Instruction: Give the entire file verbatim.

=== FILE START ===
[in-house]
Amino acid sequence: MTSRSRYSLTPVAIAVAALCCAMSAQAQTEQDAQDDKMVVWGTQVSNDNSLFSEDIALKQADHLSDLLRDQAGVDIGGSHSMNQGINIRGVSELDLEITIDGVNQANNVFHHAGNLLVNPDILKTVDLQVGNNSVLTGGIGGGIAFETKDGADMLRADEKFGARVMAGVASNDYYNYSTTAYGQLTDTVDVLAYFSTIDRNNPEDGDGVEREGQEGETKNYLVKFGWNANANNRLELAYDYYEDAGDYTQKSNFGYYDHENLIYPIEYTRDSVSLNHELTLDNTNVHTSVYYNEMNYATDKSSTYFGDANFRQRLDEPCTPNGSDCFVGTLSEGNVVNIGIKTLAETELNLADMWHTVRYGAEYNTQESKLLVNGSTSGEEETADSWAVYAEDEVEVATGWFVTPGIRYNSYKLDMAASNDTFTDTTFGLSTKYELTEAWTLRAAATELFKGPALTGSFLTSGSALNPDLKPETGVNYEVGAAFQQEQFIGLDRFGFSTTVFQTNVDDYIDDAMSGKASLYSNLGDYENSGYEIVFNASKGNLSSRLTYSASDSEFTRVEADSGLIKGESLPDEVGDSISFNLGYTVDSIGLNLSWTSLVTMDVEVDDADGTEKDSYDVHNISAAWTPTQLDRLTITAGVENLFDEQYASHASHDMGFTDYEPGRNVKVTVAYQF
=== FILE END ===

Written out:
[in-house]
Amino acid sequence: MTSRSRYSLTPVAIAVAALCCAMSAQAQTEQDAQDDKMVVWGTQVSNDNSLFSEDIALKQADHLSDLLRDQAGVDIGGSHSMNQGINIRGVSELDLEITIDGVNQANNVFHHAGNLLVNPDILKTVDLQVGNNSVLTGGIGGGIAFETKDGADMLRADEKFGARVMAGVASNDYYNYSTTAYGQLTDTVDVLAYFSTIDRNNPEDGDGVEREGQEGETKNYLVKFGWNANANNRLELAYDYYEDAGDYTQKSNFGYYDHENLIYPIEYTRDSVSLNHELTLDNTNVHTSVYYNEMNYATDKSSTYFGDANFRQRLDEPCTPNGSDCFVGTLSEGNVVNIGIKTLAETELNLADMWHTVRYGAEYNTQESKLLVNGSTSGEEETADSWAVYAEDEVEVATGWFVTPGIRYNSYKLDMAASNDTFTDTTFGLSTKYELTEAWTLRAAATELFKGPALTGSFLTSGSALNPDLKPETGVNYEVGAAFQQEQFIGLDRFGFSTTVFQTNVDDYIDDAMSGKASLYSNLGDYENSGYEIVFNASKGNLSSRLTYSASDSEFTRVEADSGLIKGESLPDEVGDSISFNLGYTVDSIGLNLSWTSLVTMDVEVDDADGTEKDSYDVHNISAAWTPTQLDRLTITAGVENLFDEQYASHASHDMGFTDYEPGRNVKVTVAYQF